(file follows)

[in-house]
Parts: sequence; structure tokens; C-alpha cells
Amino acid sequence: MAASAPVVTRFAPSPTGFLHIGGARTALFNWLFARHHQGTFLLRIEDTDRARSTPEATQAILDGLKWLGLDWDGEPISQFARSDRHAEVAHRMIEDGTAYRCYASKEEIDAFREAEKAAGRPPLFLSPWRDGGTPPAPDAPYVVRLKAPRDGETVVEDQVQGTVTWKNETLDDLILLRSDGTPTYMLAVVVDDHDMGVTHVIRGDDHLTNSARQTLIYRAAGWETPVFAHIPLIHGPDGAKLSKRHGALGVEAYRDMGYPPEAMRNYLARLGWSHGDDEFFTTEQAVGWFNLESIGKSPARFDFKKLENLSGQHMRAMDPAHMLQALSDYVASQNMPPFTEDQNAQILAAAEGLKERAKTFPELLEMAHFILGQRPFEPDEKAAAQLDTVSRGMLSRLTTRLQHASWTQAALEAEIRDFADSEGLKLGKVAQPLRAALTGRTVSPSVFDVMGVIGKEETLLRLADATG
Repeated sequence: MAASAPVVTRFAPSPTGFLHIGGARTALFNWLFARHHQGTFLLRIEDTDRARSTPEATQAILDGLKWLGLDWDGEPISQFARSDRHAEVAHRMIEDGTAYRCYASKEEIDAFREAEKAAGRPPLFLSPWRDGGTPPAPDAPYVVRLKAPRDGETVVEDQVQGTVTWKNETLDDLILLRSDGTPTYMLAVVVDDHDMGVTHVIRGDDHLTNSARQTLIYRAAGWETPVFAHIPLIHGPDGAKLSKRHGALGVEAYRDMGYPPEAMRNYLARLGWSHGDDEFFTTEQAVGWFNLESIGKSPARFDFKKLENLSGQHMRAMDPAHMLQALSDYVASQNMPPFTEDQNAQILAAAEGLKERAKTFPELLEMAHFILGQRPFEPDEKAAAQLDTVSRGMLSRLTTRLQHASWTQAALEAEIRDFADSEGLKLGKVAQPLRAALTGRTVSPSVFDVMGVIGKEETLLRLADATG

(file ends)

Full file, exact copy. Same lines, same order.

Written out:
[in-house]
Parts: sequence; structure tokens; C-alpha cells
Amino acid sequence: MAASAPVVTRFAPSPTGFLHIGGARTALFNWLFARHHQGTFLLRIEDTDRARSTPEATQAILDGLKWLGLDWDGEPISQFARSDRHAEVAHRMIEDGTAYRCYASKEEIDAFREAEKAAGRPPLFLSPWRDGGTPPAPDAPYVVRLKAPRDGETVVEDQVQGTVTWKNETLDDLILLRSDGTPTYMLAVVVDDHDMGVTHVIRGDDHLTNSARQTLIYRAAGWETPVFAHIPLIHGPDGAKLSKRHGALGVEAYRDMGYPPEAMRNYLARLGWSHGDDEFFTTEQAVGWFNLESIGKSPARFDFKKLENLSGQHMRAMDPAHMLQALSDYVASQNMPPFTEDQNAQILAAAEGLKERAKTFPELLEMAHFILGQRPFEPDEKAAAQLDTVSRGMLSRLTTRLQHASWTQAALEAEIRDFADSEGLKLGKVAQPLRAALTGRTVSPSVFDVMGVIGKEETLLRLADATG
Repeated sequence: MAASAPVVTRFAPSPTGFLHIGGARTALFNWLFARHHQGTFLLRIEDTDRARSTPEATQAILDGLKWLGLDWDGEPISQFARSDRHAEVAHRMIEDGTAYRCYASKEEIDAFREAEKAAGRPPLFLSPWRDGGTPPAPDAPYVVRLKAPRDGETVVEDQVQGTVTWKNETLDDLILLRSDGTPTYMLAVVVDDHDMGVTHVIRGDDHLTNSARQTLIYRAAGWETPVFAHIPLIHGPDGAKLSKRHGALGVEAYRDMGYPPEAMRNYLARLGWSHGDDEFFTTEQAVGWFNLESIGKSPARFDFKKLENLSGQHMRAMDPAHMLQALSDYVASQNMPPFTEDQNAQILAAAEGLKERAKTFPELLEMAHFILGQRPFEPDEKAAAQLDTVSRGMLSRLTTRLQHASWTQAALEAEIRDFADSEGLKLGKVAQPLRAALTGRTVSPSVFDVMGVIGKEETLLRLADATG